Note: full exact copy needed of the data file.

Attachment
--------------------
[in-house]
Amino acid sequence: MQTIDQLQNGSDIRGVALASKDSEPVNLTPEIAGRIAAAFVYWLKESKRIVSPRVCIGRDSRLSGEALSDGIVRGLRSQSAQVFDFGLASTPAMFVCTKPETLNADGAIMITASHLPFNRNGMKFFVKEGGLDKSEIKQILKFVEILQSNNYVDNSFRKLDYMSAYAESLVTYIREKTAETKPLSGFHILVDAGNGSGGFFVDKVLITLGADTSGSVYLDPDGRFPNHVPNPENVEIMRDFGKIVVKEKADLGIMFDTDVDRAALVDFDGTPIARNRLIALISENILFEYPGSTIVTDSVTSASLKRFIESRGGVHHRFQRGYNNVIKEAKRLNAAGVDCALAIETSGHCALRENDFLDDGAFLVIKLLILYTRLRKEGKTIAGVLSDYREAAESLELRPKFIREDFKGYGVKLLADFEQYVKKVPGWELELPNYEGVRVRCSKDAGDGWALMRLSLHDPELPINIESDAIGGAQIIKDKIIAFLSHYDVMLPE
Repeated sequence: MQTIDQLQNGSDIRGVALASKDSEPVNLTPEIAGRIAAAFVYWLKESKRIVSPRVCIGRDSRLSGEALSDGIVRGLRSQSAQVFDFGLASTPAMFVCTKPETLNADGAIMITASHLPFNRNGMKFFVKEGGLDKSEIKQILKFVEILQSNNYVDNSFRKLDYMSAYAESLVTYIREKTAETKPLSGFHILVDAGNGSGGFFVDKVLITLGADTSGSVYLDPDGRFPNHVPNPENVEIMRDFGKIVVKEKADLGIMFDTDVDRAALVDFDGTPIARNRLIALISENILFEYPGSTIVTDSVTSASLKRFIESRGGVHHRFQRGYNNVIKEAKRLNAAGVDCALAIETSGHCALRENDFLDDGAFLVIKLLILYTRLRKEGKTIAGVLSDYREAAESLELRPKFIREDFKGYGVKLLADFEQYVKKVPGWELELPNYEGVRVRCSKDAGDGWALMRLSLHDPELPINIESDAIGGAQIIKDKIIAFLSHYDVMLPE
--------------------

[in-house]
Amino acid sequence: MQTIDQLQNGSDIRGVALASKDSEPVNLTPEIAGRIAAAFVYWLKESKRIVSPRVCIGRDSRLSGEALSDGIVRGLRSQSAQVFDFGLASTPAMFVCTKPETLNADGAIMITASHLPFNRNGMKFFVKEGGLDKSEIKQILKFVEILQSNNYVDNSFRKLDYMSAYAESLVTYIREKTAETKPLSGFHILVDAGNGSGGFFVDKVLITLGADTSGSVYLDPDGRFPNHVPNPENVEIMRDFGKIVVKEKADLGIMFDTDVDRAALVDFDGTPIARNRLIALISENILFEYPGSTIVTDSVTSASLKRFIESRGGVHHRFQRGYNNVIKEAKRLNAAGVDCALAIETSGHCALRENDFLDDGAFLVIKLLILYTRLRKEGKTIAGVLSDYREAAESLELRPKFIREDFKGYGVKLLADFEQYVKKVPGWELELPNYEGVRVRCSKDAGDGWALMRLSLHDPELPINIESDAIGGAQIIKDKIIAFLSHYDVMLPE
Repeated sequence: MQTIDQLQNGSDIRGVALASKDSEPVNLTPEIAGRIAAAFVYWLKESKRIVSPRVCIGRDSRLSGEALSDGIVRGLRSQSAQVFDFGLASTPAMFVCTKPETLNADGAIMITASHLPFNRNGMKFFVKEGGLDKSEIKQILKFVEILQSNNYVDNSFRKLDYMSAYAESLVTYIREKTAETKPLSGFHILVDAGNGSGGFFVDKVLITLGADTSGSVYLDPDGRFPNHVPNPENVEIMRDFGKIVVKEKADLGIMFDTDVDRAALVDFDGTPIARNRLIALISENILFEYPGSTIVTDSVTSASLKRFIESRGGVHHRFQRGYNNVIKEAKRLNAAGVDCALAIETSGHCALRENDFLDDGAFLVIKLLILYTRLRKEGKTIAGVLSDYREAAESLELRPKFIREDFKGYGVKLLADFEQYVKKVPGWELELPNYEGVRVRCSKDAGDGWALMRLSLHDPELPINIESDAIGGAQIIKDKIIAFLSHYDVMLPE